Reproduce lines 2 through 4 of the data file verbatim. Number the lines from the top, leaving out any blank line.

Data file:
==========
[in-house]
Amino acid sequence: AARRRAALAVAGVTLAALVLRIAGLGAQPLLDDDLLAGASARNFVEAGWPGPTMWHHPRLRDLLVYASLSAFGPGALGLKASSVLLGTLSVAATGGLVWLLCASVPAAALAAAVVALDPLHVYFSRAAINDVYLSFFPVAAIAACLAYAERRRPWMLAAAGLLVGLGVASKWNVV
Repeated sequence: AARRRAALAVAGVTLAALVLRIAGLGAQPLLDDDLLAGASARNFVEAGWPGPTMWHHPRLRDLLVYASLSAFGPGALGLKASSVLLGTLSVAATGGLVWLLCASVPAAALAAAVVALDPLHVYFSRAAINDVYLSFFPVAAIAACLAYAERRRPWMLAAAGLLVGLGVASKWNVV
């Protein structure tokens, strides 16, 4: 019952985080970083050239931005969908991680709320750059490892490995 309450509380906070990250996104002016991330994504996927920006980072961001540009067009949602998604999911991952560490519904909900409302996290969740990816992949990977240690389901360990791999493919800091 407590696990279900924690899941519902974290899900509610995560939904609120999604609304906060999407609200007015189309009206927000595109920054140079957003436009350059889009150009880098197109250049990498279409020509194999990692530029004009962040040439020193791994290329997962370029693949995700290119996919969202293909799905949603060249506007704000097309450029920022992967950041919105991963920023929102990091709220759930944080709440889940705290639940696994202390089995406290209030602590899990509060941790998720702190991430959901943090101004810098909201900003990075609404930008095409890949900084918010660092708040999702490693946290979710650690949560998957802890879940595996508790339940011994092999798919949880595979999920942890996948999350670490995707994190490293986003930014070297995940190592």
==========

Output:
Amino acid sequence: AARRRAALAVAGVTLAALVLRIAGLGAQPLLDDDLLAGASARNFVEAGWPGPTMWHHPRLRDLLVYASLSAFGPGALGLKASSVLLGTLSVAATGGLVWLLCASVPAAALAAAVVALDPLHVYFSRAAINDVYLSFFPVAAIAACLAYAERRRPWMLAAAGLLVGLGVASKWNVV
Repeated sequence: AARRRAALAVAGVTLAALVLRIAGLGAQPLLDDDLLAGASARNFVEAGWPGPTMWHHPRLRDLLVYASLSAFGPGALGLKASSVLLGTLSVAATGGLVWLLCASVPAAALAAAVVALDPLHVYFSRAAINDVYLSFFPVAAIAACLAYAERRRPWMLAAAGLLVGLGVASKWNVV
């Protein structure tokens, strides 16, 4: 019952985080970083050239931005969908991680709320750059490892490995 309450509380906070990250996104002016991330994504996927920006980072961001540009067009949602998604999911991952560490519904909900409302996290969740990816992949990977240690389901360990791999493919800091 407590696990279900924690899941519902974290899900509610995560939904609120999604609304906060999407609200007015189309009206927000595109920054140079957003436009350059889009150009880098197109250049990498279409020509194999990692530029004009962040040439020193791994290329997962370029693949995700290119996919969202293909799905949603060249506007704000097309450029920022992967950041919105991963920023929102990091709220759930944080709440889940705290639940696994202390089995406290209030602590899990509060941790998720702190991430959901943090101004810098909201900003990075609404930008095409890949900084918010660092708040999702490693946290979710650690949560998957802890879940595996508790339940011994092999798919949880595979999920942890996948999350670490995707994190490293986003930014070297995940190592």